Oddly, there do not seem to be any powerful institutions in America that see the benefit to cheaper health care. The costs of providing it has been, of course, a major factor in driving American industries out of business, but that never moved them to try to insist, along with their unions, that something should be done. When times were good they paid for private insurance; when they went bad, they shut their factories down. That, in a sense, is the problem: the media (which lives on advertising), the drug companies, and the for-profit private insurers are growth industries, in a way that iron, steel and automobiles have not been in the United States for many years.
During the New Deal the Roosevelt Administration tried to put one important kind of enterprise out of business: public utility holding companies, which drove up the cost of power for profit alone. I do not know how successful their legislation on that point turned out to be (although I saw a few years ago that it just been repealed), but they also sought to reach this objective by encouraging public power, most notably through the TVA and dams in other parts of the country. The Rural Electrification Administration provided wiring to much of the countryside, something private power had refused to do. That, perhaps, should be the government's approach now: to actually start its own medical service, which would run according to its own principles, just as an option for Americans and companies. I see no other way that such a system could develop.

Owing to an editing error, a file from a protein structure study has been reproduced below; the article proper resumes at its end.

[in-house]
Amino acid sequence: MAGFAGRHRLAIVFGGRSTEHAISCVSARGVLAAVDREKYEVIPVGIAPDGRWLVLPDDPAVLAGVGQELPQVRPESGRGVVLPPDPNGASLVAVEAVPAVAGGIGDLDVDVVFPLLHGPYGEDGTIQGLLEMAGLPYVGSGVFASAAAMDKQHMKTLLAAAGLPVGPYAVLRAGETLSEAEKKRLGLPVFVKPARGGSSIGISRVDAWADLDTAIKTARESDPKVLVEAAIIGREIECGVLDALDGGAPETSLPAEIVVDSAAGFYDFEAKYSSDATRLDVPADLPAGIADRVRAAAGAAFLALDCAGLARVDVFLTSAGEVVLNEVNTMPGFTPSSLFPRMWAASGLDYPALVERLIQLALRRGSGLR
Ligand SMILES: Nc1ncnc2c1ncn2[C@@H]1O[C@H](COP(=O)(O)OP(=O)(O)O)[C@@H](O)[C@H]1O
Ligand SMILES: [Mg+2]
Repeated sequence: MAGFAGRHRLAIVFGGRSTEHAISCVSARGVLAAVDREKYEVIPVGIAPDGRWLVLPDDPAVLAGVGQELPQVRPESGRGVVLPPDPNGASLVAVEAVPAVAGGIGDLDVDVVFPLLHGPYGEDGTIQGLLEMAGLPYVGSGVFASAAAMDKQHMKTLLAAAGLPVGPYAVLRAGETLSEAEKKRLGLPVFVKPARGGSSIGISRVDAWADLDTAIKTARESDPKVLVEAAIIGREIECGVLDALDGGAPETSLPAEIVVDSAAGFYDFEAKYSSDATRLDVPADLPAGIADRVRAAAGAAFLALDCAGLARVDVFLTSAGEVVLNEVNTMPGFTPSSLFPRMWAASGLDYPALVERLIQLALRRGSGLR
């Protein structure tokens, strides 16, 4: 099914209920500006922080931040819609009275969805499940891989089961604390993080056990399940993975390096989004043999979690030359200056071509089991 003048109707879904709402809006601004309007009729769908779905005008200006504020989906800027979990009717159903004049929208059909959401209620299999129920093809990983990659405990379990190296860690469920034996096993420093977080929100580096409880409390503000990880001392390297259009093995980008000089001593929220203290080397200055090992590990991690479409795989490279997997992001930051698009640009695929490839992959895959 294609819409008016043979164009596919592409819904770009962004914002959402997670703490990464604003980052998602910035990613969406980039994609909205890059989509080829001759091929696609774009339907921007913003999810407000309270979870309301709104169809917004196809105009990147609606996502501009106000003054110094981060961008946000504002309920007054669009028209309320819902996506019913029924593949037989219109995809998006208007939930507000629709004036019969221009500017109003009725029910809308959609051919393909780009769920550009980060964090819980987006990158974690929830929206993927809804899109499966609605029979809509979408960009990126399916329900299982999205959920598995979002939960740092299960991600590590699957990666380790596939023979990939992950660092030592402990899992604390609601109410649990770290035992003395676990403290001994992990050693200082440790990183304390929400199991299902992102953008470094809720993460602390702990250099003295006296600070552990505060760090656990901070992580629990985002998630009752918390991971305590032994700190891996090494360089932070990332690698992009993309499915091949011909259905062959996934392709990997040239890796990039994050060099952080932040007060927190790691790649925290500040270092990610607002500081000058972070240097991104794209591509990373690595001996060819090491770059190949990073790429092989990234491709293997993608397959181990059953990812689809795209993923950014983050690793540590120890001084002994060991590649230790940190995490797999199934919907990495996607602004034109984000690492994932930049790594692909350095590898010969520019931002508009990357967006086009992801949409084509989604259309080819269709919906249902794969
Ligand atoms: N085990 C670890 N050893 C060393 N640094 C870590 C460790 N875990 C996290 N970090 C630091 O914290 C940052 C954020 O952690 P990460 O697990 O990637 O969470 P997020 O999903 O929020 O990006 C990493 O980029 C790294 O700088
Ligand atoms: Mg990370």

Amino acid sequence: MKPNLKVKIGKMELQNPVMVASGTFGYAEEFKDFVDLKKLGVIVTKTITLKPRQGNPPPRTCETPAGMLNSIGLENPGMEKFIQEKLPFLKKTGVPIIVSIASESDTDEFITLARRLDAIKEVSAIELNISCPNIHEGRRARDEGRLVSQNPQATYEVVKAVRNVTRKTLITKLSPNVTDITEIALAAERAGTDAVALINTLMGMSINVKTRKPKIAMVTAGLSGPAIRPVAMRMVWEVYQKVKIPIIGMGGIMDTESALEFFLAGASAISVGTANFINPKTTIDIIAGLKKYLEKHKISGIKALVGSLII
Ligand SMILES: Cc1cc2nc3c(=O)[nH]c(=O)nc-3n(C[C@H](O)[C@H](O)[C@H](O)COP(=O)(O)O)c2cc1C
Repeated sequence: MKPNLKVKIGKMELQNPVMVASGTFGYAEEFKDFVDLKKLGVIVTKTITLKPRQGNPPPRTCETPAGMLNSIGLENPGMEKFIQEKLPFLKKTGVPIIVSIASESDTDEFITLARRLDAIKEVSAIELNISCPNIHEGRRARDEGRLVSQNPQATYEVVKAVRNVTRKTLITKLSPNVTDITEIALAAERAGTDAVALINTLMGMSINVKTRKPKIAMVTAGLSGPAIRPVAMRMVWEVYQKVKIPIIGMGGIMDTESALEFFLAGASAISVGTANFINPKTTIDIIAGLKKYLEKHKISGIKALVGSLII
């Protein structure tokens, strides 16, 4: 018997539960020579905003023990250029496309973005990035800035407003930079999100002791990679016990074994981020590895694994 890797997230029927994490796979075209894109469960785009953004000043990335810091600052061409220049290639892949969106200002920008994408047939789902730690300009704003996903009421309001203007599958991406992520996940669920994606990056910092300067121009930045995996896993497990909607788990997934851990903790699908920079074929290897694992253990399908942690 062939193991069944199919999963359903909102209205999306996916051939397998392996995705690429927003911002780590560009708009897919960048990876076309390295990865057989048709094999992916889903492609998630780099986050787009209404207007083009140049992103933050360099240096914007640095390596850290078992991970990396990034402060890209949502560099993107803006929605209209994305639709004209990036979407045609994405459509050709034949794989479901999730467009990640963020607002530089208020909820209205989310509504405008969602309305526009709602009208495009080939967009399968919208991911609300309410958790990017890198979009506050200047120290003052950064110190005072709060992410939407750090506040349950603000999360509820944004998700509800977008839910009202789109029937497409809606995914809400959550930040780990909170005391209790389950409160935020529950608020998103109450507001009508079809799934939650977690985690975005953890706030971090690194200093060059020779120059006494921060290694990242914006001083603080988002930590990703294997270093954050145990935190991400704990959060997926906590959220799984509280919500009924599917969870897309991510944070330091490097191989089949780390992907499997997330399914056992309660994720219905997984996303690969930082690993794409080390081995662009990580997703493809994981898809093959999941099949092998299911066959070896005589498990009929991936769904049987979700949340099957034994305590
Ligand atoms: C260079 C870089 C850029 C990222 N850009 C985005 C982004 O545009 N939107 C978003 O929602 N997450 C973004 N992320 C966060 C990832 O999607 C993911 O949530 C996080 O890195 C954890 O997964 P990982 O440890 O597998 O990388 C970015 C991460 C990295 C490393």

The personnel may not be lacking. My son, who graduated from college in 2004, has been working in education ever since, first for Teach for America in the Mississippi Delta, and then in a charter Middle School in Brooklyn. He is now busy recruiting new teachers. Teaching in his school is a very demanding job, taking up eight to ten hours a day, and requiring a very high level of commitment; but he is interviewing young people who have decided, after a few years on Wall Street, that it was not for them. I cannot believe that a new generation of medical professionals would not welcome the chance to make care simpler, cheaper, and more readily available. They will however need to be given the chance to do so.